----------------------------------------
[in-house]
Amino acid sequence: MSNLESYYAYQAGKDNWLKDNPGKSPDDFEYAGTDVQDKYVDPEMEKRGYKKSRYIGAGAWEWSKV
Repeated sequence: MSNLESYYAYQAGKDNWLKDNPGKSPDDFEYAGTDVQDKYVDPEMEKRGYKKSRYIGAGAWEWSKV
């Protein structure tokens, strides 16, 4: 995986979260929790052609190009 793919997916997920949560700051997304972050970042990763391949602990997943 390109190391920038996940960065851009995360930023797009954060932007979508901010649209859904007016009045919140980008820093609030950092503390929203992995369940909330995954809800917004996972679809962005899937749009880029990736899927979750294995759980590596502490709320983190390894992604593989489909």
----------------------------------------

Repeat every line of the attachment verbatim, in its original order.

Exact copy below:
[in-house]
Amino acid sequence: MSNLESYYAYQAGKDNWLKDNPGKSPDDFEYAGTDVQDKYVDPEMEKRGYKKSRYIGAGAWEWSKV
Repeated sequence: MSNLESYYAYQAGKDNWLKDNPGKSPDDFEYAGTDVQDKYVDPEMEKRGYKKSRYIGAGAWEWSKV
């Protein structure tokens, strides 16, 4: 995986979260929790052609190009 793919997916997920949560700051997304972050970042990763391949602990997943 390109190391920038996940960065851009995360930023797009954060932007979508901010649209859904007016009045919140980008820093609030950092503390929203992995369940909330995954809800917004996972679809962005899937749009880029990736899927979750294995759980590596502490709320983190390894992604593989489909």